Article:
Trend Reinforcement or Early-Warning System

April 25, 2003 • Media Economics • by

Neue Zürcher Zeitung, December 30, 2005

The U.S. business press during the boom of the New Economy

Did the media fuel the stock market boom before the economic bubble burst, or did they provide early warning of exaggerations and, above all, of questionable accounting practices? The American Journalism Review, in a thorough review of the U.S. business press, (AJR, March 2003) has now confirmed that it behaved rather pro-cyclically and did not live up to its role as society’s watchdog. Nevertheless, the journal also notes that every so often critical voices did surface, even though they were drowned out in the collective frenzy.

Journalism without memory

The surprising thing about the analysis is journalism’s lack of memory – and how little use even highly respected business publications make of their own findings, in spite of their sophisticated electronic archives. Taking The Wall Street Journal and BusinessWeek as well as The Washington Post as examples, the AJR points out that there were several wake-up calls during the boom years of 1997 and 1998 that warned of fraud and crooked accounting long before the Enron and Tyco scandals broke – only “no one woke up”. “Reading the coverage of the past half-decade, one is struck by how much certain reporters did uncover. But even within their own news organizations, their insights were lost in a cacophony of naïve reportage that reassured us the system was sound, analysts and auditors and CEOs were basically trustworthy, and the market boom might go on forever.” The journal cites the case of the business magazine Fortune, which in the spring of 2001 published one of the first skeptical stories about Enron, but then eight months later touted Enron’s CEO as “one of the smartest people we know”.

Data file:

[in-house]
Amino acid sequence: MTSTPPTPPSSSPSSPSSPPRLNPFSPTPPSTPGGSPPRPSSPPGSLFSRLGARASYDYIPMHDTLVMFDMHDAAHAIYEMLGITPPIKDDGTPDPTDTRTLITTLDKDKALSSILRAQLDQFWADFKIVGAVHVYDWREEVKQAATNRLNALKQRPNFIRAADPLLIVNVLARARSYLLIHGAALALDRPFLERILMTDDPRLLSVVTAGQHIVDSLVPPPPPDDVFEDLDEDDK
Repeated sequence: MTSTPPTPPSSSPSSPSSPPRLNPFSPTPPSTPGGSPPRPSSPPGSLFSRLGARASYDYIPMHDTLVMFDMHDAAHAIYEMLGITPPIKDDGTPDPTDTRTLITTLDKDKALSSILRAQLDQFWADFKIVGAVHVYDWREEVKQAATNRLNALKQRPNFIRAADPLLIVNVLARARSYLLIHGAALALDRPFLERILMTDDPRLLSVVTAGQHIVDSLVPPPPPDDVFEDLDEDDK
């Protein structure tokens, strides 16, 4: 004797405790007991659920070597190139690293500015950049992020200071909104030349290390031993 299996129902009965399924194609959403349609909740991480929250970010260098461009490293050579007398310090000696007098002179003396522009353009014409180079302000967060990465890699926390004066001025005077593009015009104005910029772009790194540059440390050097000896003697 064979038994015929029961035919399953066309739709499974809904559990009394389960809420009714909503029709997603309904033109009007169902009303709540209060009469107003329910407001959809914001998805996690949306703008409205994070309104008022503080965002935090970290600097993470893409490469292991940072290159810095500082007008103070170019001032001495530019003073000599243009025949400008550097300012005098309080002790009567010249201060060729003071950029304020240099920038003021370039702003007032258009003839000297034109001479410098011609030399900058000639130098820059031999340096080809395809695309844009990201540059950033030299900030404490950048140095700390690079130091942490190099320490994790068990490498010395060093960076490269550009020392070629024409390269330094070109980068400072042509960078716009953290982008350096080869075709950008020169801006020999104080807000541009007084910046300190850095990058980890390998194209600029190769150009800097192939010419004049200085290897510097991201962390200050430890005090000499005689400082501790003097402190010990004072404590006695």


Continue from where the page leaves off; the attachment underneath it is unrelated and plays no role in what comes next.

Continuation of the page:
Excessive personalization and ill-considered rankings are identified as the main means by which the media contributed to the disaster. Whereas in 1981, for instance, BusinessWeek featured only one cover story about a CEO of a large American corporation, that number had climbed to 18 by 2000. Furthermore, “The 25 Top Managers of the Year”, glorified by BusinessWeek as well as Fortune’s “The World’s Most Admired Companies” repeatedly included names “that were soon to become infamous, either for business failures (Cisco, Lucent), or for alleged criminal activity (Tyco, Enron, WorldCom)”. In the case of Enron, the AJR remarks that business publications “were still wagging their tails at Enron’s top executives, only hours before that company’s demise”.

Collective Bias

In a similar vein, the AJR exposes television stations as being instrumental in providing a platform for analysts seeking to gain media exposure as Wall Street gurus, including, those who were already known to be involved in insider dealings and who publicly recommended stocks they privately declared “crap” in e-mails to their friends. In the nineties, the AJR observes, it was “standard practice” in business journalism to pass on recommendations from an analyst “without inquiring into hidden agendas”. “In retrospect, this is hard to explain”, the AJR summarizes, disillusioned. The U.S. business press “seemed reborn each day”. The findings of the AJR report are remarkably similar to those of other communication researchers such as Hans Mathias Kepplinger, who have demonstrated in completely different areas the extent to which journalists tend to follow the herd instinct, and how easily they become victims of “collective bias” – instead of “enlightening the public” about real relations and developments.

(Translation: Fabia Zöllner)

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